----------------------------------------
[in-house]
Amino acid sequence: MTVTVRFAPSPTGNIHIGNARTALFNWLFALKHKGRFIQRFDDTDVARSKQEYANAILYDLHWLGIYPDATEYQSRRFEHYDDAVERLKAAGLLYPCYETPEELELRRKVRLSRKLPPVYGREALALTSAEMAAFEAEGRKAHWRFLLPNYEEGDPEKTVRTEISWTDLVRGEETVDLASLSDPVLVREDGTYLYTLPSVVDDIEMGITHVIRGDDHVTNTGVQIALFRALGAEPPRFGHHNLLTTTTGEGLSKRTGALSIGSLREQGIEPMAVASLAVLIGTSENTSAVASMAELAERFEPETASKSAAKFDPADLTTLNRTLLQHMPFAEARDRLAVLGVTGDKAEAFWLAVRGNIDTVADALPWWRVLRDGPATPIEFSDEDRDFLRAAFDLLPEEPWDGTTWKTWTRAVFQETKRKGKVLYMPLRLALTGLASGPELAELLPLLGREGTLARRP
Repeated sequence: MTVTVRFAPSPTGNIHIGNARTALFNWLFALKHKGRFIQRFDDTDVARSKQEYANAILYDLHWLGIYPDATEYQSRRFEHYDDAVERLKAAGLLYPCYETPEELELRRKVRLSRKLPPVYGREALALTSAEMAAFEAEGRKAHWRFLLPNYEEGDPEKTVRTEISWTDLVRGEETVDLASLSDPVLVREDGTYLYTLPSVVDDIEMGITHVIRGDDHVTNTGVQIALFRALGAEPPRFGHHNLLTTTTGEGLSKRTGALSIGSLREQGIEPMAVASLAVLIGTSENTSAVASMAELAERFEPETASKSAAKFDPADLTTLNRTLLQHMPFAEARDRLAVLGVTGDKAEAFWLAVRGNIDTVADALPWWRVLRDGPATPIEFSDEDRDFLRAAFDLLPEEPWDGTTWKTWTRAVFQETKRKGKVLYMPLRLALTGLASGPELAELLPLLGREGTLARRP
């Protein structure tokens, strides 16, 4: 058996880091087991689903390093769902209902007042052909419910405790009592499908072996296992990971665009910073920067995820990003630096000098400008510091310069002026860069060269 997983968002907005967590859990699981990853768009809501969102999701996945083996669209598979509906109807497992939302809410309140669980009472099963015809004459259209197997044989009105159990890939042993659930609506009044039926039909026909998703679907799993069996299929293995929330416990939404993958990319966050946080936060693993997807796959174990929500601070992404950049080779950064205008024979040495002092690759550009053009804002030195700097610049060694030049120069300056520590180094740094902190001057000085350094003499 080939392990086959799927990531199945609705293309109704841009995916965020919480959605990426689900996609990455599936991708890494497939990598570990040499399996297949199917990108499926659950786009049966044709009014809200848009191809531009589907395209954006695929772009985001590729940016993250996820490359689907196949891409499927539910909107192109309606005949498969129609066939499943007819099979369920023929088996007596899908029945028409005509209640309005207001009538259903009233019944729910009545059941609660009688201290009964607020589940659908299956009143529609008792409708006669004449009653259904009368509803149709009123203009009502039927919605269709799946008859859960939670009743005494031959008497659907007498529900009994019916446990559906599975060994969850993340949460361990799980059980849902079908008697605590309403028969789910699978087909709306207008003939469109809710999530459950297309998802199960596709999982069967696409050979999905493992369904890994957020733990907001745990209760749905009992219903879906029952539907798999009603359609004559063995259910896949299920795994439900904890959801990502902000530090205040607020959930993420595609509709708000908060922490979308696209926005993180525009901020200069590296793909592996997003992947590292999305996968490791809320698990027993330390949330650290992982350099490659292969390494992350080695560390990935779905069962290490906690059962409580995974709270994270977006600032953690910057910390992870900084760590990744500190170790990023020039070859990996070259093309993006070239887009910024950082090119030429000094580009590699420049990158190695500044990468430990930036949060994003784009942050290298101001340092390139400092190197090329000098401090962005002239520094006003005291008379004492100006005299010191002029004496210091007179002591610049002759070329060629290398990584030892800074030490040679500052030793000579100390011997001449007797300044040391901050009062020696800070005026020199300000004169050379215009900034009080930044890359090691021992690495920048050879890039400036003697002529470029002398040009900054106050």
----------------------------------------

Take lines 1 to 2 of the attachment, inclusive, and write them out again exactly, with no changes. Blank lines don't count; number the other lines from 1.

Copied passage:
[in-house]
Amino acid sequence: MTVTVRFAPSPTGNIHIGNARTALFNWLFALKHKGRFIQRFDDTDVARSKQEYANAILYDLHWLGIYPDATEYQSRRFEHYDDAVERLKAAGLLYPCYETPEELELRRKVRLSRKLPPVYGREALALTSAEMAAFEAEGRKAHWRFLLPNYEEGDPEKTVRTEISWTDLVRGEETVDLASLSDPVLVREDGTYLYTLPSVVDDIEMGITHVIRGDDHVTNTGVQIALFRALGAEPPRFGHHNLLTTTTGEGLSKRTGALSIGSLREQGIEPMAVASLAVLIGTSENTSAVASMAELAERFEPETASKSAAKFDPADLTTLNRTLLQHMPFAEARDRLAVLGVTGDKAEAFWLAVRGNIDTVADALPWWRVLRDGPATPIEFSDEDRDFLRAAFDLLPEEPWDGTTWKTWTRAVFQETKRKGKVLYMPLRLALTGLASGPELAELLPLLGREGTLARRP